When a winemaker invites you into the cellar and draws a sample from a barrel for you, that’s called a barrel tasting. It’s an honor, an illicit thrill and great marketing. You are being invited to steal a taste of an unfinished wine — the glass pipette he or she uses is called a “thief” — in hopes you will forge a connection to the winemaker and winery, and purchase (or write about) that wine when it is released to the market.
I recently enjoyed a barrel tasting with a different purpose: to assess the effect of different barrels on a wine. It was a wonky, geeky exercise; the type of afternoon only the most obsessed oenophiliacs would get excited about. It also opened a window into how winemakers hone their craft, trying year after year to make better wine by better understanding the vintages that came before.
My hosts were Joshua Grainer and Rutger de Vink of RdV Vineyards, in Delaplane, Va. I first wrote about them six years ago when they released their debut wines, setting a high bar for Virginia in terms of both quality and price. Their wines have evolved beautifully and improved vintage by vintage; this barrel trial was another example of how they are always trying to improve their craft.
RdV uses Bordeaux-style barrels, which hold about 225 liters, or 25 cases of wine. French oak, of course, which is the gold standard for its tight grain (limiting oxygen) and superior flavor. The vineyard buys about 80 new barrels a year, at an average price of nearly $1,300 per barrel. That adds about $4.33 to the cost of making each bottle — a cost that gets magnified as it ricochets through the distribution system to the consumer. RdV uses about 120 barrels each vintage for its three Bordeaux-style red wines, so two-thirds is aged in new oak. Most of that new oak is used on wine that goes into Lost Mountain, the winery’s premier blend. Its other two wines, Rendezvous and Friends & Family, receive less influence from new barrels.
Last year at about this time, de Vink and Grainer took samples of their 2015 wines to France to meet with several barrel makers. They asked each of them to craft several barrels with a range of flavor variables to be used on their 2016 wines. I was invited to an early assessment of the results.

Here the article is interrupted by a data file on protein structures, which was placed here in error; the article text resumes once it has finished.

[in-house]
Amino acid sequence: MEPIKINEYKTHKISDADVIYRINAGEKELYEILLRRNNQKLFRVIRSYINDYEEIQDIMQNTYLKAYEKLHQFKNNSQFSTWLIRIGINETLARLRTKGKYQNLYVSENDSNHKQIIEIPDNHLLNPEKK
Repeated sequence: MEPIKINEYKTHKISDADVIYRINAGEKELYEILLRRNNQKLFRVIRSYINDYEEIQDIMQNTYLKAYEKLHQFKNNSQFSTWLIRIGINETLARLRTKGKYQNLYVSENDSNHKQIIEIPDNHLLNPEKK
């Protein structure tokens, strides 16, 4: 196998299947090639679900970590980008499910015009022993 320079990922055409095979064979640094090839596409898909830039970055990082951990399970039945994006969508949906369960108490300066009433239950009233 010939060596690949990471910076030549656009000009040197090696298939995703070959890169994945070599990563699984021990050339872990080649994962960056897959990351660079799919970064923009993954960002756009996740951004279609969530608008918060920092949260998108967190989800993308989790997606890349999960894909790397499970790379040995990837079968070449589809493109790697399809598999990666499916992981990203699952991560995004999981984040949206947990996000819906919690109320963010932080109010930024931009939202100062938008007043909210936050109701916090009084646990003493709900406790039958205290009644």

We tasted five glasses of cabernet sauvignon from a premier area in RdV’s vineyards. Wines from this block have consistently formed the base of Lost Mountain, where the various wines are blended by Eric Boissenot, RdV’s winemaking consultant. The wine in each glass was the same, but each was aged for six months in barrels from each of the coopers.
Why have such a variety?
“It’s like a spice box,” Grainer said. “You might really love turmeric, but when you taste a dish, you realize coriander adds a different dimension. Each of these barrels adds something different to the wine.”
“When you start making wine, the first thing people tell you is, ‘Don’t buy barrels from other wineries, because you don’t know how they’ve been handled,’ ” de Vink said. “The second truth about barrels is to buy a variety. A barrel maker has a signature, but you don’t want that signature on your wine — you want your own. So it’s better to have a mix of barrels.”
And while RdV makes Bordeaux-style wines, it does not make Bordeaux. “In Bordeaux, they want barrels that will give the wines fatness and body,” de Vink said. “We have that fatness, and we want barrels that will impose some focus on the wines.”
The cabernet aged just six months in oak from Taransaud, Saint Martin and Sylvain cooperages displayed spicy notes, plus some classic Bordeaux character called “pencil shavings.” Barrels from Ermitage and Vicard cooperages emphasized the wine’s inherent sappy ripeness. I could easily see how these could accentuate the wine’s strengths, while other barrels added complexity.
Grainer and de Vink expressed a preference for wines aged in barrels from Taransaud, a traditional cooper that uses open flames to toast and bend the barrel staves. But they were clearly fascinated by Vicard, a modern, high-tech operation (with an outpost in Napa catering to California wineries) that controls the heat and toast applied to the wood.
The 2016 Lost Mountain will be blended next month, and the wine will spend 18 more months in barrel. Before the various barrels are blended in a vat to be bottled, Grainer and de Vink will taste the wines again to see how the different barrels influenced the blend over time.
I hope they invite me back.